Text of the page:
To investigate the relationship between the nerve–needle distance and the required current, the nerve–needle distance was determined by measuring the needle movement. To achieve this aim, the needle and a 1-ml syringe were placed on a 3-dimensional manipulator. The extent of advance and retraction of the needle could be measured on the scale of the manipulator axis. The needle was connected to the cathode of the stimulator. The anode of the nerve stimulator was attached to the heel of the hind limb. The needle was inserted at the popliteal fossa and adjusted by the manipulator in a mediolateral direction or up and down until the centre of the needle tip was in contact with the nerve trunk. The nerve–needle distance at this point was defined as 0 mm. The nerve stimulator was turned on and the stimulation current adjusted. The minimum current required to elicit a motor response (movement in the ankle joint or toe) was recorded. The needle tip could be lifted up vertically using a 3-dimensional manipulator by screwing the micrometre nut, which raised the needle 1 mm when turned 360°. Then, the needle was withdrawn by 1-mm increments until the nerve–needle distance was 5 mm. The minimum current to elicit a motor response at each nerve–needle distance (1, 2, 3, 4 and 5 mm) was recorded, which allowed determination of the relationship between the nerve–needle distance and the required current.
To investigate the influence of injection speed, injectate concentration and volume on dispersion, nerve block was performed with different alcohol injection speeds, concentrations or volumes, and then CT scan was used to observe and evaluate the dispersion. The nerve block using alcohol was carried out at the tibial nerve of anaesthetized rabbits with the help of a nerve stimulator. A 5:1 mixture of alcohol and contrast medium (iopromide; Ziqi Biotechnology Company, Shanghai, China) was injected. This mixture could be imaged by CT to evaluate the extent of injectate dispersion. This process was repeated with different concentrations and volumes of alcohol, as well as different injection speeds, to evaluate how each influenced the alcohol dispersion.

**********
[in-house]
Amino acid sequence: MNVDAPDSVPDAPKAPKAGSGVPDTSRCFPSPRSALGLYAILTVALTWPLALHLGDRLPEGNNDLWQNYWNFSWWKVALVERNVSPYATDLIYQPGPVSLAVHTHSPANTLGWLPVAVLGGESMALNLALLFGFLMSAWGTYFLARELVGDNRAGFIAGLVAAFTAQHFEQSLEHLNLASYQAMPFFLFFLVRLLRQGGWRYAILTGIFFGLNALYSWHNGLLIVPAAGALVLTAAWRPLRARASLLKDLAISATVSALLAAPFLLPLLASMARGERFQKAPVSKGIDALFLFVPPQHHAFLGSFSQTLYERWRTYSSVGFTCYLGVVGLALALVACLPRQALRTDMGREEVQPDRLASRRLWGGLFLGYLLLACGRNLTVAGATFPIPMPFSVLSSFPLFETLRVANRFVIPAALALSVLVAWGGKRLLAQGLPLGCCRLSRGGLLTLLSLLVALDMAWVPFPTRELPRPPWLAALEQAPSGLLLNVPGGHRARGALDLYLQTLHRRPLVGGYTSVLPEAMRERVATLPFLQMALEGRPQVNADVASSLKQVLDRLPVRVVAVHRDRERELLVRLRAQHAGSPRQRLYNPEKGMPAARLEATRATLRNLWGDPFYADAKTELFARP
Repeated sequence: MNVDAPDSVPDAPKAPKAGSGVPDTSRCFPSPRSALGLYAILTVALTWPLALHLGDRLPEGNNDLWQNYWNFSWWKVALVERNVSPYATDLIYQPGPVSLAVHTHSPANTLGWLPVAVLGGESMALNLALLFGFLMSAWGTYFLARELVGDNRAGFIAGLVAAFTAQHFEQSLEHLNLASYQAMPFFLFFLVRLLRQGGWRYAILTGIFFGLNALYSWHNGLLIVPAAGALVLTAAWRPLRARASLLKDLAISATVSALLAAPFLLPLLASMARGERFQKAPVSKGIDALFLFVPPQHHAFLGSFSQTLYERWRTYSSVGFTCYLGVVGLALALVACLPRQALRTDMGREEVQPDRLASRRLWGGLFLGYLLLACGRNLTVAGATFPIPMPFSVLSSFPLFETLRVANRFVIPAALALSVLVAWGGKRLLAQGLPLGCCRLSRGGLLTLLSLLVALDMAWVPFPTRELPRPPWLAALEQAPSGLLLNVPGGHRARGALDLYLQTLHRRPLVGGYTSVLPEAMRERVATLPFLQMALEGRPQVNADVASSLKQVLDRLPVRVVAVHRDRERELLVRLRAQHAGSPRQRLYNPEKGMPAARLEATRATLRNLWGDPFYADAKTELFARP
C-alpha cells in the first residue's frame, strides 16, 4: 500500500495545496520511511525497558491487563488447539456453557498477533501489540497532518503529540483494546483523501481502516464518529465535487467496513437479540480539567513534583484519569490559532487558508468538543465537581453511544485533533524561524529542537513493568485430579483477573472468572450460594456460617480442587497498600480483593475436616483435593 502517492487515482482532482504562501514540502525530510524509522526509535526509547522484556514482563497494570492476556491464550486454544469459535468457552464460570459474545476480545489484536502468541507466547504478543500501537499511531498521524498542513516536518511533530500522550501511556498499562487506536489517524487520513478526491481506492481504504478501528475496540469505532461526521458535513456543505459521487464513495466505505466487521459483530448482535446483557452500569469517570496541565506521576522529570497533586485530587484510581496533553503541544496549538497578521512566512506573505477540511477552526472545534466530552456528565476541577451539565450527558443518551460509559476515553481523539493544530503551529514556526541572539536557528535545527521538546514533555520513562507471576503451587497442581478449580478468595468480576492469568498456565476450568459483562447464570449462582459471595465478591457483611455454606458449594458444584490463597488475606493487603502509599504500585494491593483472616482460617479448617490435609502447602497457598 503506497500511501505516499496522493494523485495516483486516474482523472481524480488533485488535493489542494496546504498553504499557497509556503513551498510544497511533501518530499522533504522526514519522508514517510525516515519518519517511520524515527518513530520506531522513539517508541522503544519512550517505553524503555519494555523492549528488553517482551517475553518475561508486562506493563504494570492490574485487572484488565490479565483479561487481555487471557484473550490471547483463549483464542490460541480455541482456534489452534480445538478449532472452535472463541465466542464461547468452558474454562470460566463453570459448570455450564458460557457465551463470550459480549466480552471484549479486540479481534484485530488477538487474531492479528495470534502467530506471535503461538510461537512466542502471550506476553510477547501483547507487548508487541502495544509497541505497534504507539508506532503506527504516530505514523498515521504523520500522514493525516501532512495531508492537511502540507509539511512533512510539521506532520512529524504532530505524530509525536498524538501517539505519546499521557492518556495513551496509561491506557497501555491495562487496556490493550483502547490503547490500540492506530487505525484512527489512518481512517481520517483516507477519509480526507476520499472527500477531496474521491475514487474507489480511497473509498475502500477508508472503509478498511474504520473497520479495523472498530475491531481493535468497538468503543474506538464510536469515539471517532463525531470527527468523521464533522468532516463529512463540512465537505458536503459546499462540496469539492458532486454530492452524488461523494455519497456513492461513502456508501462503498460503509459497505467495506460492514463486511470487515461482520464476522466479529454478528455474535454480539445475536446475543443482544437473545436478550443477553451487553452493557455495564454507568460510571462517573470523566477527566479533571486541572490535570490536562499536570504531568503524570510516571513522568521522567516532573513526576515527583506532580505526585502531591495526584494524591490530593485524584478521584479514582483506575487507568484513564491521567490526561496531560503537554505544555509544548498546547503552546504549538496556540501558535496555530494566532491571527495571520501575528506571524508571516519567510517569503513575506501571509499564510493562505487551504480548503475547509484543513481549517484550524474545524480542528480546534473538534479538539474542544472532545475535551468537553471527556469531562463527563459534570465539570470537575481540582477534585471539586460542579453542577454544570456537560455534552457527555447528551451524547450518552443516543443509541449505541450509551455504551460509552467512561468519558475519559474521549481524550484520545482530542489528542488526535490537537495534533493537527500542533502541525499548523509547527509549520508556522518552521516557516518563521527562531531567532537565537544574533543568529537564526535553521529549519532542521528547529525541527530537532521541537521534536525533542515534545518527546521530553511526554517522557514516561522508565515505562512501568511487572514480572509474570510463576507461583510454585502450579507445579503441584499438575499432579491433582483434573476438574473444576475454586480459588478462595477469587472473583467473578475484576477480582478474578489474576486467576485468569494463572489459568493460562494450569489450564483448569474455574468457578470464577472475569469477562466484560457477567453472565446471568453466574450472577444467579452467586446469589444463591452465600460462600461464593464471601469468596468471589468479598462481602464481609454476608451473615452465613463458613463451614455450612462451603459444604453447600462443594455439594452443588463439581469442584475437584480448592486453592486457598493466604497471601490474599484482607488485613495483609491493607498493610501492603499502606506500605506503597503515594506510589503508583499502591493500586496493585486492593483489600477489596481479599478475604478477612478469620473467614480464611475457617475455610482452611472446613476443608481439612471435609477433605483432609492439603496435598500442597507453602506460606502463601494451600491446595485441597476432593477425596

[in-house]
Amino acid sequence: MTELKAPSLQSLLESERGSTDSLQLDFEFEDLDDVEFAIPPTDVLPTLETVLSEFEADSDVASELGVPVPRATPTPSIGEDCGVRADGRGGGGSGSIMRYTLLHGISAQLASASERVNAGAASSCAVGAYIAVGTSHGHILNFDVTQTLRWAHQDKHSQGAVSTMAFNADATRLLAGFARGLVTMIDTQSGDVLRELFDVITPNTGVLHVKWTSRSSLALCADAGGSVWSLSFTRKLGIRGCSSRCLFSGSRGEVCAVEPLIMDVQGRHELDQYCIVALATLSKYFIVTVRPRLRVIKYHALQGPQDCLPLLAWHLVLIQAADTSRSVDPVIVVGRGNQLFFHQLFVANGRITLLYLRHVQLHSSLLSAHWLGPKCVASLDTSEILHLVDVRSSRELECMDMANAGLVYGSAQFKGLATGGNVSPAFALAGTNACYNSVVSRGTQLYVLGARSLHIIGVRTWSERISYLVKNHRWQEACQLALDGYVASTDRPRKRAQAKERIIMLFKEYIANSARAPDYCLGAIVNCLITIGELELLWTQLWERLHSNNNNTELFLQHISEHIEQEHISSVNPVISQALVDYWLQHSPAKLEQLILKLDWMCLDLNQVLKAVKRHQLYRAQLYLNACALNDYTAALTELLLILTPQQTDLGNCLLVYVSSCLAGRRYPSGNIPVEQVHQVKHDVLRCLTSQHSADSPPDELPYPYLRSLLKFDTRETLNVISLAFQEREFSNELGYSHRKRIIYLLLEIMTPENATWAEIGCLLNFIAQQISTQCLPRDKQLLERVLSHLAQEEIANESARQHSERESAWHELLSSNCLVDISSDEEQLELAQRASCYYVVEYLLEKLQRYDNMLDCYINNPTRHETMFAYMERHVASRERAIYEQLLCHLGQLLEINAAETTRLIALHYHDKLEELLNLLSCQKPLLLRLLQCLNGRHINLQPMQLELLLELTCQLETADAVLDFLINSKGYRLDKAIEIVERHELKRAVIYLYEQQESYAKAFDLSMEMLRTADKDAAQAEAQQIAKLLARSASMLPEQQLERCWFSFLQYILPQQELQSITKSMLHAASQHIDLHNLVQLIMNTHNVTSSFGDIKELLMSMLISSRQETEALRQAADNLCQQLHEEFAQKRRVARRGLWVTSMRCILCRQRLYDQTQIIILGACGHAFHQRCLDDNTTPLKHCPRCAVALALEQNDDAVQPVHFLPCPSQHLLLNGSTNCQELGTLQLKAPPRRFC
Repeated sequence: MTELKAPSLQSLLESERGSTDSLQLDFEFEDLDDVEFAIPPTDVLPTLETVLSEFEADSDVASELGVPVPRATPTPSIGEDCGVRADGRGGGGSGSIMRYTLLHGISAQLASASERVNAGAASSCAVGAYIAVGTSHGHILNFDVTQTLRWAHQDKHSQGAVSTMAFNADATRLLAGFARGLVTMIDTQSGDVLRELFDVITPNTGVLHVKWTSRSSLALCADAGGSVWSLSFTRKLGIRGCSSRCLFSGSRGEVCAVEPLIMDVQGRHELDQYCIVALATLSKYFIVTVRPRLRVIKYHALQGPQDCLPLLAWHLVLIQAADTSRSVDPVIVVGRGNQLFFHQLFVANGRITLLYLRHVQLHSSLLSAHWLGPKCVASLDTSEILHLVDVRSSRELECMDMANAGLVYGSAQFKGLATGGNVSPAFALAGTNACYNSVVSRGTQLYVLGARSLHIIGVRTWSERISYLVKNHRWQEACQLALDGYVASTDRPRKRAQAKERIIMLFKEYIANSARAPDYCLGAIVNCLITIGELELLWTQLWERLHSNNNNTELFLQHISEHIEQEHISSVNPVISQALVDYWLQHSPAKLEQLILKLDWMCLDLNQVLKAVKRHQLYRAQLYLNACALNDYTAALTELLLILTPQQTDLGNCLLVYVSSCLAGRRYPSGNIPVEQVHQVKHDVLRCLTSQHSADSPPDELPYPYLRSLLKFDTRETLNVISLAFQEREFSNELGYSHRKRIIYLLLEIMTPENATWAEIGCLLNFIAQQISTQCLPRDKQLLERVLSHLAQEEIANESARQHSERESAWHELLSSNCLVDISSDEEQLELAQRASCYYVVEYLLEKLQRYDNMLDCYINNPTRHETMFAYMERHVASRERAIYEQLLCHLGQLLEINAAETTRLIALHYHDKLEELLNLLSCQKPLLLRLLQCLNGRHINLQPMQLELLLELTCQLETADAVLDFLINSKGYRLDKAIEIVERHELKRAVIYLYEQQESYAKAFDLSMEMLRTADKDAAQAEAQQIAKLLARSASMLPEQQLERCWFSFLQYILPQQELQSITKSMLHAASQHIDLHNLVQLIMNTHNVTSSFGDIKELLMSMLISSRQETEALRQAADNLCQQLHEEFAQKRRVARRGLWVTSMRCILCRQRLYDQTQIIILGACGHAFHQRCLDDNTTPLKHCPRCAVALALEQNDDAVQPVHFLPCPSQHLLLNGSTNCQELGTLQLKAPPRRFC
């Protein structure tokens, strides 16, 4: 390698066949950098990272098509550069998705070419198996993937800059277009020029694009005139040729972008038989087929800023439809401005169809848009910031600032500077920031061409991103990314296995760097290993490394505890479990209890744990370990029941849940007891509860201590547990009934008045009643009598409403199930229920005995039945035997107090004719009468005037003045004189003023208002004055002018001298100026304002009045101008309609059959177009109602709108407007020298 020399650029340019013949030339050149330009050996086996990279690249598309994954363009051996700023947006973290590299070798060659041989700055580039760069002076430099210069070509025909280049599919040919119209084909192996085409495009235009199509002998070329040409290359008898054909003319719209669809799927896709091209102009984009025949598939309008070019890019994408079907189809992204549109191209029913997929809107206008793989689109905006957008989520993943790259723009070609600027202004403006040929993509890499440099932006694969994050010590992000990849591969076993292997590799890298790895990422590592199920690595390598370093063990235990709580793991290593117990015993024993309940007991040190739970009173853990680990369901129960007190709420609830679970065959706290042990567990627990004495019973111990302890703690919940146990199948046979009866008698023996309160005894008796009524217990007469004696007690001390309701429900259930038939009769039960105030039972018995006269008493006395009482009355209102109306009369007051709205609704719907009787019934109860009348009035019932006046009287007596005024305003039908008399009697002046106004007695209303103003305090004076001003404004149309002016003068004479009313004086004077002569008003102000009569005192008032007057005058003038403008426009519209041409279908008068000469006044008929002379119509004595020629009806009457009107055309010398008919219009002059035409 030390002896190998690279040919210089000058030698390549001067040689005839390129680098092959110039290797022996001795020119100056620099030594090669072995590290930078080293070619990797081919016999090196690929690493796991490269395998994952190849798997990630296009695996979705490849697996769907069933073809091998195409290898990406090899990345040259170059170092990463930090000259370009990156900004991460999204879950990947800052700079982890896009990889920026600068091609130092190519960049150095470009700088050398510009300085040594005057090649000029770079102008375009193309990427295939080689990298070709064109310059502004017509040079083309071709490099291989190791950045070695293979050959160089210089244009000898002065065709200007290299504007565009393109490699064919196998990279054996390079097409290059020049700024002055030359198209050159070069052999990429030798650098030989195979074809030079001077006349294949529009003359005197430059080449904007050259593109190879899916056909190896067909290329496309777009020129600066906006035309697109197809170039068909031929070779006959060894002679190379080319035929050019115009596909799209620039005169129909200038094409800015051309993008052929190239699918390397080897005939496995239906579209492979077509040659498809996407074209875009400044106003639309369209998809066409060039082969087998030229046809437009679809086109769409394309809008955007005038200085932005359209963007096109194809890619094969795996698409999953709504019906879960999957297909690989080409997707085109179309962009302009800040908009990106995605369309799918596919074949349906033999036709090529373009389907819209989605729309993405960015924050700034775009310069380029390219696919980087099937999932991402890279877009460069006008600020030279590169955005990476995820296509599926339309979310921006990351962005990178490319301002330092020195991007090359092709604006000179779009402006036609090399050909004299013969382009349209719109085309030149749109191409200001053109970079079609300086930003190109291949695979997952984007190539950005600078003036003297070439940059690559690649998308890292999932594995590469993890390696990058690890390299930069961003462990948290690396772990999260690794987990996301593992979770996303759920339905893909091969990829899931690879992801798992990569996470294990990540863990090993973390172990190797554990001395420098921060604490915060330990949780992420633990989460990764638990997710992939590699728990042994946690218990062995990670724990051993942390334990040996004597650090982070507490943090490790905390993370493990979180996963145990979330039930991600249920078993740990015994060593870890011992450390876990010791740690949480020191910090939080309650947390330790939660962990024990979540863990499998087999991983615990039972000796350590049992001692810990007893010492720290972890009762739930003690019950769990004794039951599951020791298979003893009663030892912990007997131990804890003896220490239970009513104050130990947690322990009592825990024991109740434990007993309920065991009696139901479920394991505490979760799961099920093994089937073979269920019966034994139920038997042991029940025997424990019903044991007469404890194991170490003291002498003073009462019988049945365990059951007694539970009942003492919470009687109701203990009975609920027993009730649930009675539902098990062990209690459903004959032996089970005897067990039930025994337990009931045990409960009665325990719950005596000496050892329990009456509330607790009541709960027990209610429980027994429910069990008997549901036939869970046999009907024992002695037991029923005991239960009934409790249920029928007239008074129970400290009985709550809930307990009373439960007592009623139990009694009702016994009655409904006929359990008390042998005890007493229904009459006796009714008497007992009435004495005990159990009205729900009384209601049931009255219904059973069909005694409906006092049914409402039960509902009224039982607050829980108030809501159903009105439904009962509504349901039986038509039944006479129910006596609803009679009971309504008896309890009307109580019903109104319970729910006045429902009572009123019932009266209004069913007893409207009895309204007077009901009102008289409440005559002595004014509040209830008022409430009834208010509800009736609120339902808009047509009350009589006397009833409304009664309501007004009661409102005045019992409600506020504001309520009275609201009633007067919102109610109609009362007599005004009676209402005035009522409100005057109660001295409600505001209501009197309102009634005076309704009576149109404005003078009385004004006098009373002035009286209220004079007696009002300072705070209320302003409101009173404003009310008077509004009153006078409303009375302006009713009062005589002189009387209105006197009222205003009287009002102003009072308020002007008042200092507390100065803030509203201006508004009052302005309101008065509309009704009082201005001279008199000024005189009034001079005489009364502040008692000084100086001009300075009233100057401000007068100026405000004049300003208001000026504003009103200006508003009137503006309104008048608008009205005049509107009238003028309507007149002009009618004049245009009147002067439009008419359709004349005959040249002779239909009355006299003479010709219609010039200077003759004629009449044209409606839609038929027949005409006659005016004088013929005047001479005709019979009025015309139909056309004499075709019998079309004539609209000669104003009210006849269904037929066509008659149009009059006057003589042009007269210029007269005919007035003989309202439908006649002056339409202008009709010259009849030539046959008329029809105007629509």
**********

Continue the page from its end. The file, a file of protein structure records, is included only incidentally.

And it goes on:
A 16-detector row spiral CT system (Somatom Emotion 16; Siemens, Munich, Germany) was used for imaging injectate diffusion after blockade of the tibial nerve. Scanning parameters were: 130 kV; 60 mA; 500 Hounsfield units (HU) for window width; 40 HU for window level; 1.5 mm for slice thickness and pitch. CT images were used to calculate the volume of the diffusion. The images were reconstructed into 3 dimensions by volume-rendering to evaluate the pattern and extent of the dispersion. CT scan was carried out 10 min after nerve blockade (the preliminary experiment showed that alcohol stopped spreading 10 min after injection).
To investigate the influence of injection speed, injectate concentration and volume on dispersion, 27 New Zealand White rabbits of either sex (2.0~2.5 kg) were selected for this experiment. A total of 54 tibial nerves were studied. Three groups were created based on different influencing factors (injection speed, concentration and volume of alcohol) of injectate spread. The groups included a speed group (n = 9, 3 subgroups), concentration group (n = 6, 2 subgroups) and volume group (n = 12, 4 subgroups). For each subgroup (n = 3) of all groups, 6 tibial nerves were studied.
The speed group (group I) was divided into 3 subgroups (Ia, Ib, Ic). Each tibial nerve in subgroup received 0.3 ml 100% dehydrated alcohol at different injection speeds (in ml/s: Ia, 0.004; Ib, 0.01; Ic, 0.1). Injection speed was controlled by single-channel injection pump (WZ-50C6; Jiangsu Suyun Medical Material Company, Jiangsu, China).